What does it mean to be a responsible dog owner?

Being a responsible dog owner is easy, but it involves many things. It means making sure that your dog is not a nuisance. Basically this means being a "good citizen." It means making sure that your dog does not roam freely, destroy property, chase livestock, maul children or other animals, leave excrement behind where he goes in public, or become a nuisance barker, or in other ways decrease the quality of life of others in your community. It boils down to proper control, good training, cleaning up after your dog's messes, and providing your dog with enough physical exercise and mental stimulation that he does not create his own "vices" out of frustration.

Dogs were meant to share our homes with us and be our companions. That is the right reason for getting a dog. People who get dogs for the "wrong" reason, often end up regretting their decision to get the dog in the first place, and the dog often becomes relegated to the backyard tied to a doghouse and forgotten about. Or, the dog is "thrown away"--surrendered to an animal shelter or dog pound to get rid of the burden. Dog ownership should not be a "burden." If you get a dog for the right reasons and are committed to giving that dog the love, care, attention, socialization and training that he deserves you will be able to honor your commitment to being his partner and caregiver his whole life long.

Where does responsible dog ownership start?

Responsible dog ownership starts before you even get a dog. You should put a great deal of thought into adopting a dog, because you must make a commitment to that dog for his lifetime. You should research the breeds which you think would be best for you based on the breed's "job description." Border Collies and Jack Russell Terriers are smart--you see them in all of the television commercials. But if you won't be happy with a dog that will need enormous amounts of mental stimulation to keep that busy mind from creating games of its own (like redecorating the house or chasing/biting/shredding the children), then you should choose a dog that is a little "easier" to maintain. If you think you want a Labrador, but you don't want to invest the time to properly train him, and he grows up to be 80 pounds of trouble bouncing off the walls, don't you DARE cart him off to the animal shelter and tell the people "he just got too BIG!" If you research the breed, you would KNOW how big he was going to get, and you would know that Labs are very energetic animals that need training for basic control and an outlet for all of that natural energy (he needs a "hobby," like flyball).

A young dog will require extensive amounts of proper socialization to grow up to be well-adjusted. Puppies need to be taken out to meet people of all different shapes and descriptions. They must be exposed to all kinds of sights, sounds and environments as a youngster, so that when they are older, these sights, sounds, people and environments will not be scary to them. A puppy needs to have a great deal of time devoted to proper housebreaking. You can't just turn him loose in the house and punish him if you find accidents. You must constantly monitor his whereabouts and activities, taking care of the "food-in, food out" business at regular intervals. A puppy needs to be learn routines and some human vocabulary, to get along in our world. He should be trained to obey simple commands, so that he will do what he is told when you need him to do it (like, "go to your bed," "be quiet," and "leave it alone"). Some basic obedience skills are also very important, so that your puppy will stay when told, walk on a leash and come to you when called. If this sounds a lot like having a child, you're right! And it should! The commitment should be the same.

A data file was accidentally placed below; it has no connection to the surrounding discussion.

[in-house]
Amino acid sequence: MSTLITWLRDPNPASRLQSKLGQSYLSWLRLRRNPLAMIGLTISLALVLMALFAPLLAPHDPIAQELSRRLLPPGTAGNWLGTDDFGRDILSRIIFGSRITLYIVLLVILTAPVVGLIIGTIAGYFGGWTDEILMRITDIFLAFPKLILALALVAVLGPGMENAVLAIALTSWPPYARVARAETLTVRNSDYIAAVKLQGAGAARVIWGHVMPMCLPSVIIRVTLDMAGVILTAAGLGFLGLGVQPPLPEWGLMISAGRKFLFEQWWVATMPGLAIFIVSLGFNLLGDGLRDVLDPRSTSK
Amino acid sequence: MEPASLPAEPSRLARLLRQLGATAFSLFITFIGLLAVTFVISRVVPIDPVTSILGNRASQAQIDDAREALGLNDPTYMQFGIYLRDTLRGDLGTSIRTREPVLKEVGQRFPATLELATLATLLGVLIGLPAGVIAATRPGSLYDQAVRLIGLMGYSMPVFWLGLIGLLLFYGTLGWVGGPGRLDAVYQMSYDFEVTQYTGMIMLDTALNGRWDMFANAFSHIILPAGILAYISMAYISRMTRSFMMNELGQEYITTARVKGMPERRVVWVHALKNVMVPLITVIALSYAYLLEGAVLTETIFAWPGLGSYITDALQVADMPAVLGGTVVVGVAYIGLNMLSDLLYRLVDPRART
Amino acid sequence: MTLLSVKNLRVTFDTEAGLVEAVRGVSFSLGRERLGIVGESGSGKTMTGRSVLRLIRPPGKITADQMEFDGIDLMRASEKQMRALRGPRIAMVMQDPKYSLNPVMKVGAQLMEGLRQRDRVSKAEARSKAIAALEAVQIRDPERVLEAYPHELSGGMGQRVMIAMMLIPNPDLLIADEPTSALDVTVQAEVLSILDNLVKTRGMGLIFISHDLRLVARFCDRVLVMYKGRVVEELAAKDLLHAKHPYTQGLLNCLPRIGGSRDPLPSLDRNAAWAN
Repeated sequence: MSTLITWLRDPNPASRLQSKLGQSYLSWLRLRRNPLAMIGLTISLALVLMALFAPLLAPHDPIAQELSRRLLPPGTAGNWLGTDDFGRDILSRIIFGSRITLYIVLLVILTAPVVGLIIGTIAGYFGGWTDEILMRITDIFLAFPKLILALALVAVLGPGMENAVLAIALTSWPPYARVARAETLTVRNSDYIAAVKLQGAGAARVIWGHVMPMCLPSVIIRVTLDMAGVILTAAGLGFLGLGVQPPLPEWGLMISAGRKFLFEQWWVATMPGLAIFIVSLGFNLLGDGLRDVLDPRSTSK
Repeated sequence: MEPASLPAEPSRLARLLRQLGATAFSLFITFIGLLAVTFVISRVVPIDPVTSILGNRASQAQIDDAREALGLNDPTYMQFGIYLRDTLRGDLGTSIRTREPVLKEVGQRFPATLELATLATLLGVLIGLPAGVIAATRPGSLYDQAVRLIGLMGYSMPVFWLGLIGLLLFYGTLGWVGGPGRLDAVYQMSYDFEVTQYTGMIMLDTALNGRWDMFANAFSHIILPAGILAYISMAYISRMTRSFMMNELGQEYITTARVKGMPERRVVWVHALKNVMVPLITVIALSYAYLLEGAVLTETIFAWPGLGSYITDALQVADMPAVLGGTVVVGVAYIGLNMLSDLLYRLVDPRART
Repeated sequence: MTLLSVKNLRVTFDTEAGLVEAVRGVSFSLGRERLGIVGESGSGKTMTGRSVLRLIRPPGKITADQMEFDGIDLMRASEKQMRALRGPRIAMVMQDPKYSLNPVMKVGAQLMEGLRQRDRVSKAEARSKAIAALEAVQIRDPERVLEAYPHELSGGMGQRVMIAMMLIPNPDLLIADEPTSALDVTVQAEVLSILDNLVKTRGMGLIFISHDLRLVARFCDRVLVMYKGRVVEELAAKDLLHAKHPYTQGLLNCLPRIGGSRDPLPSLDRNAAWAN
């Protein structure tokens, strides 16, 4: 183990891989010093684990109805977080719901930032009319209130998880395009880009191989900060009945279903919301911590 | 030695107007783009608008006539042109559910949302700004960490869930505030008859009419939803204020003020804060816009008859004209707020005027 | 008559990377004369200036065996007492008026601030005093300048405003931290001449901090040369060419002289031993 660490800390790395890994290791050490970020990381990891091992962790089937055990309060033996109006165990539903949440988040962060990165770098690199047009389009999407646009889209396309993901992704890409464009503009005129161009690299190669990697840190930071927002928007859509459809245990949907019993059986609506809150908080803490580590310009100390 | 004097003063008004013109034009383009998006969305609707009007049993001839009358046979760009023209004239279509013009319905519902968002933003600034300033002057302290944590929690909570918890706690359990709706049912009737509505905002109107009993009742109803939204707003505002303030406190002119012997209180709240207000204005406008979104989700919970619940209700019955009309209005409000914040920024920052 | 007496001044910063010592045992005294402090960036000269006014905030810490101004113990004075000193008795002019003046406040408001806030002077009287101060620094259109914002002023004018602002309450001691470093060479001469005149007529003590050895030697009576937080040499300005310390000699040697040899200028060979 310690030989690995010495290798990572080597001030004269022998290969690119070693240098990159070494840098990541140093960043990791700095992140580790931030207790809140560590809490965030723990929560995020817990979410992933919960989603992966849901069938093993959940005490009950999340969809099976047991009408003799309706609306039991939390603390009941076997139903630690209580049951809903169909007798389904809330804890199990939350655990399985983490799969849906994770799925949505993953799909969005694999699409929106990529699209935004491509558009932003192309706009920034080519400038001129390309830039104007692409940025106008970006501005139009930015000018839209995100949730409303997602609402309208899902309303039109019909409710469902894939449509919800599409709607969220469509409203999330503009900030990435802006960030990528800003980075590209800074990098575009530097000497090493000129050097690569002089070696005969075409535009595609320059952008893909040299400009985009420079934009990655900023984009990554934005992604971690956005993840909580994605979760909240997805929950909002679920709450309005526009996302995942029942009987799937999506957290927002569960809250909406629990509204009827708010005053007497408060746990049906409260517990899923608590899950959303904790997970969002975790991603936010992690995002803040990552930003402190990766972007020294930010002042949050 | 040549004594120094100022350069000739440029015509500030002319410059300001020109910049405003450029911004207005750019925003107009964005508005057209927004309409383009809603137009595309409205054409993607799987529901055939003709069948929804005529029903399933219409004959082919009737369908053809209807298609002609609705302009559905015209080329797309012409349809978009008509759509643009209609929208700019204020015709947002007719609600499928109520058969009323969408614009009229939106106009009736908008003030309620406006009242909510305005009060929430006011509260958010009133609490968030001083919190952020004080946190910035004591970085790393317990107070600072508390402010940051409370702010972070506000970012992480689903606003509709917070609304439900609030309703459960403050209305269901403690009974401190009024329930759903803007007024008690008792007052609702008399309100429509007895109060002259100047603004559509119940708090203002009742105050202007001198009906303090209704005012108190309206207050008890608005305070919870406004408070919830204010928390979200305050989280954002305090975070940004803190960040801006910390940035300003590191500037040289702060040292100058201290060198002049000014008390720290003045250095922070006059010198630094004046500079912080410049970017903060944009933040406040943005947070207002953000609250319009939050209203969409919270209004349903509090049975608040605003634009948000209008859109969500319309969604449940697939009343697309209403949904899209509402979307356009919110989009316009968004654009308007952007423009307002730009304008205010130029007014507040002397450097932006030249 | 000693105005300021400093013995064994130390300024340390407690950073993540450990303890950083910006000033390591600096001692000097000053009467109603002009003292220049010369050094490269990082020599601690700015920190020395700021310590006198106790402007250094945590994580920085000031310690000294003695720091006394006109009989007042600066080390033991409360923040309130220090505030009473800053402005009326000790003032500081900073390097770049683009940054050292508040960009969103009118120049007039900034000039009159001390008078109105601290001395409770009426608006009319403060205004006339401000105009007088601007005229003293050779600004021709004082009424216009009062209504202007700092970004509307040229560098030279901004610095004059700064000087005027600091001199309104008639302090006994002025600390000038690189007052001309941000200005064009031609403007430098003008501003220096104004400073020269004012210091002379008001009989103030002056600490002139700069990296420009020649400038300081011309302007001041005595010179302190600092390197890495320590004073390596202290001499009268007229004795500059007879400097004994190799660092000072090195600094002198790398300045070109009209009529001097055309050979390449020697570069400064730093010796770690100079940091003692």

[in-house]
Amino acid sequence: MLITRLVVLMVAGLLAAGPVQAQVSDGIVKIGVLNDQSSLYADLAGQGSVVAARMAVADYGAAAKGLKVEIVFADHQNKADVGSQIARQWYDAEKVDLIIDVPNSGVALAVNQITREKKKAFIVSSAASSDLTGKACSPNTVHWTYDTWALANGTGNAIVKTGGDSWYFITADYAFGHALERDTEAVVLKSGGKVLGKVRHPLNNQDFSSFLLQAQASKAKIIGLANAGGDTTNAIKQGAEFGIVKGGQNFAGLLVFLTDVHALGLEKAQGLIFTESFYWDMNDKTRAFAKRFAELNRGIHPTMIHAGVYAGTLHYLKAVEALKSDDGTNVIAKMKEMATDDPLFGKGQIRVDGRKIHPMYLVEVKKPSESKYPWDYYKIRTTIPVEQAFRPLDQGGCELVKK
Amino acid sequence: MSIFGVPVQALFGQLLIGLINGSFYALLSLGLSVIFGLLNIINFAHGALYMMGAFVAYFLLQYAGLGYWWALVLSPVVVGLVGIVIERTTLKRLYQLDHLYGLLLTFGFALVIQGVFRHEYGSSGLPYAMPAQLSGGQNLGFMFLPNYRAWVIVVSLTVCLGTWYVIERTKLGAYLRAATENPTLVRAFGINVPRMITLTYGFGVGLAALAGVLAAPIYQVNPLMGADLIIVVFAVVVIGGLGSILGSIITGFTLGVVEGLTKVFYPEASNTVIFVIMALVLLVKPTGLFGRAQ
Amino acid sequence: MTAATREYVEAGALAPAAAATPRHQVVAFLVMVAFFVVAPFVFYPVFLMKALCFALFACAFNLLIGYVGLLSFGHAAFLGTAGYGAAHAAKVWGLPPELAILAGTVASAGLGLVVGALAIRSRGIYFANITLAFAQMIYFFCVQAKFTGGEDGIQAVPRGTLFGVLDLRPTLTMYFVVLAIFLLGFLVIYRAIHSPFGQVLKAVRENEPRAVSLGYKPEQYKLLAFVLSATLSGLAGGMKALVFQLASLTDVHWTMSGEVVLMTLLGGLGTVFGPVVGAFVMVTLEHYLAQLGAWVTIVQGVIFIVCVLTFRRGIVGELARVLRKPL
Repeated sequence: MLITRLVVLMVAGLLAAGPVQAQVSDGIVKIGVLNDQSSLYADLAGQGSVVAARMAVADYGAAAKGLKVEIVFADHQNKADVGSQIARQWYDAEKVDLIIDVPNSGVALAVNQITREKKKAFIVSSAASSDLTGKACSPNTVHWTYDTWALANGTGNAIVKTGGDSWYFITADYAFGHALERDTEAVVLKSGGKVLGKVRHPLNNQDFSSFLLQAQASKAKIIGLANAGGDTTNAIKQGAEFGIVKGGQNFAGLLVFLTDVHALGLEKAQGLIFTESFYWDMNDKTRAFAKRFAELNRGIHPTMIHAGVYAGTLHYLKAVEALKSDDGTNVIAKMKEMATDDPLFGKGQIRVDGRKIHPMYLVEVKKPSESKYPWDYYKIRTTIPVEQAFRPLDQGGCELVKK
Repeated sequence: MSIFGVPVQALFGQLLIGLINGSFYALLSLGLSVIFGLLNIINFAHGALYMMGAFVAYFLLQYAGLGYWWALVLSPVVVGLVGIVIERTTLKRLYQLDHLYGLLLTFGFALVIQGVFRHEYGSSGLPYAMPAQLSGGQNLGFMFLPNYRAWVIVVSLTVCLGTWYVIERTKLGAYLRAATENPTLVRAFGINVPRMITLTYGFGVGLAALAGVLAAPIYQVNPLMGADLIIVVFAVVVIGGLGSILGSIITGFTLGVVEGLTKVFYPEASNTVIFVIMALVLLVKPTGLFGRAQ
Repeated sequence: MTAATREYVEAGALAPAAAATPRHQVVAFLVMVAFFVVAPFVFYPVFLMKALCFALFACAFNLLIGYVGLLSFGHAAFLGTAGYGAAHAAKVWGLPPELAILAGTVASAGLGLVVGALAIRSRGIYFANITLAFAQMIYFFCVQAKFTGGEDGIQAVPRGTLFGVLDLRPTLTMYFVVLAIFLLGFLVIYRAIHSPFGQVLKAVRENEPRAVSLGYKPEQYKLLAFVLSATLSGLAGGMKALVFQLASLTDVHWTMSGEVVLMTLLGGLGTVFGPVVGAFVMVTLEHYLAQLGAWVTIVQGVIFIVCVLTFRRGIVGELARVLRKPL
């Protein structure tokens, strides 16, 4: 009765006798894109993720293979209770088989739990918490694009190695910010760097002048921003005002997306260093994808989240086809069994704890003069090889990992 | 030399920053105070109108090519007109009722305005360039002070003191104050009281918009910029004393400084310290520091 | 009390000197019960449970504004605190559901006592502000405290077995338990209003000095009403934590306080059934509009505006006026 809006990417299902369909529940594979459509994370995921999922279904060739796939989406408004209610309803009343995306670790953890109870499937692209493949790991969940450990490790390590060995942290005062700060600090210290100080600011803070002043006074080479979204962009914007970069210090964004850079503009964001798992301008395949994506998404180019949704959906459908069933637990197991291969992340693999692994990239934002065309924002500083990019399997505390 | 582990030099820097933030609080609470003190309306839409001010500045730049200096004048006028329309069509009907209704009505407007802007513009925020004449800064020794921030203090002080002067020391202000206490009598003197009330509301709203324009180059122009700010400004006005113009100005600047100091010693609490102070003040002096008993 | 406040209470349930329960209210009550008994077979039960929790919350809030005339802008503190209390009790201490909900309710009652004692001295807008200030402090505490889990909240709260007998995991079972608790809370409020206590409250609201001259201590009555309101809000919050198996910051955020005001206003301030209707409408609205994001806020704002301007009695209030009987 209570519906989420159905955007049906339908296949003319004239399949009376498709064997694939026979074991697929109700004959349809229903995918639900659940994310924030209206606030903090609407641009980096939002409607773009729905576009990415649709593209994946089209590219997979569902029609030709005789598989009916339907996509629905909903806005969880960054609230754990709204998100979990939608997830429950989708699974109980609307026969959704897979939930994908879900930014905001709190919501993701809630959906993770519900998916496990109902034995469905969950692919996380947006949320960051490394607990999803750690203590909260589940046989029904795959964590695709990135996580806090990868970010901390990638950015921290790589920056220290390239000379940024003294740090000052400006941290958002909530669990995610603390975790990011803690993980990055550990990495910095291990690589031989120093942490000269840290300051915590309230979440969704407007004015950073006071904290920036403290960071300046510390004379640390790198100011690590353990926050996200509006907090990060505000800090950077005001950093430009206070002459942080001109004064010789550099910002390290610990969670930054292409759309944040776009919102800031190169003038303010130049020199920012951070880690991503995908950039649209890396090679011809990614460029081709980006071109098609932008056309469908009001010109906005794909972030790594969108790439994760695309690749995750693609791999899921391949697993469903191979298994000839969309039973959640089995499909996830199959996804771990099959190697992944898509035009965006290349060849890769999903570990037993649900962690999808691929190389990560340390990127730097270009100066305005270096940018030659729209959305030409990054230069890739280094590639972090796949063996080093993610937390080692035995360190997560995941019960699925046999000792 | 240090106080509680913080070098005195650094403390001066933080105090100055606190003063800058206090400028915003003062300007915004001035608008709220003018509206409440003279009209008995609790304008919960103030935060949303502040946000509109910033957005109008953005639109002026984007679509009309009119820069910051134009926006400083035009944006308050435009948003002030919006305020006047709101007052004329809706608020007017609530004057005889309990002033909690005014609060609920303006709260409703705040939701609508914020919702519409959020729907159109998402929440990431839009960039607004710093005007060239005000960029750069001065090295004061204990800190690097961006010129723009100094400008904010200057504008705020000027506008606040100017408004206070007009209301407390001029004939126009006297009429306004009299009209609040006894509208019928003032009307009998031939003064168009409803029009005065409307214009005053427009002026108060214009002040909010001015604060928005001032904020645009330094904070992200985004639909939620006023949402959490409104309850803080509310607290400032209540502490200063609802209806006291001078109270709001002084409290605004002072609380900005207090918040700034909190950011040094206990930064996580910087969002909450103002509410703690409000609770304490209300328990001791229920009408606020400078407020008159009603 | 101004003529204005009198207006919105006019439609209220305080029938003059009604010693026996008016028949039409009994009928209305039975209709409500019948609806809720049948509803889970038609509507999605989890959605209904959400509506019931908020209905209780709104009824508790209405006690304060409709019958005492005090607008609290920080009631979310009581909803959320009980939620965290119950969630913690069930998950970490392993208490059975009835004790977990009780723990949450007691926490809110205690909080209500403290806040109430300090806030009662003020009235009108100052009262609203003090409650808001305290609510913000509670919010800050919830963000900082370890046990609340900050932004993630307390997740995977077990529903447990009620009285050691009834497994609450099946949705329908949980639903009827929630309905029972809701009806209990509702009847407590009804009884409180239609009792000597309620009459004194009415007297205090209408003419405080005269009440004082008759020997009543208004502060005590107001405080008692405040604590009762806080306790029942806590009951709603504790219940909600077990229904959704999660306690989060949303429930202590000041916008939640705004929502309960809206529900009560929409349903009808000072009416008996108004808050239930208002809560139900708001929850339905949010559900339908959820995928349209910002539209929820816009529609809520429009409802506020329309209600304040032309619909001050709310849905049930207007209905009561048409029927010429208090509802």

Perhaps in doing your research, you find that you do not have the time in your life for a new puppy. There are many rescue groups out there which have older dogs available for adoption. These dogs have often already been housebroken, and may even have received some training. The original owner may have had to part with the dog for health reasons, or because they were not prepared for the enormous undertaking that was in store for them, and they let the dog learn all kinds of bad habits which were intolerable to them. Sometimes the dog just proved to be more energetic than the family would have liked (they should have gotten a STUFFED dog!). Regardless of the reason, there are any number of excellent "second-hand" dogs available through these rescue groups.

If you're not fussy about the breed characteristics, and feel like taking potluck, you could adopt a mixed breed. If you can determine the parentage of the dog, you may get an idea about whether or not he'll like water, pull a sled, retrieve, or do whatever else it is you might like to do with your dog. Mixed breeds are wonderful dogs. They have a "pedigree" just like everyone else does. It's just that sometimes, no one bothered to write it down. They're just as noble, just as smart, and just as worthy to be your lifelong friend as any of the registered purebreds. All dogs are EQUAL in value. When you pay more for a registered purebred, you're paying for the record-keeping and the registration. You're paying for paper! Your dog will love you the same, no matter what his parents looked like.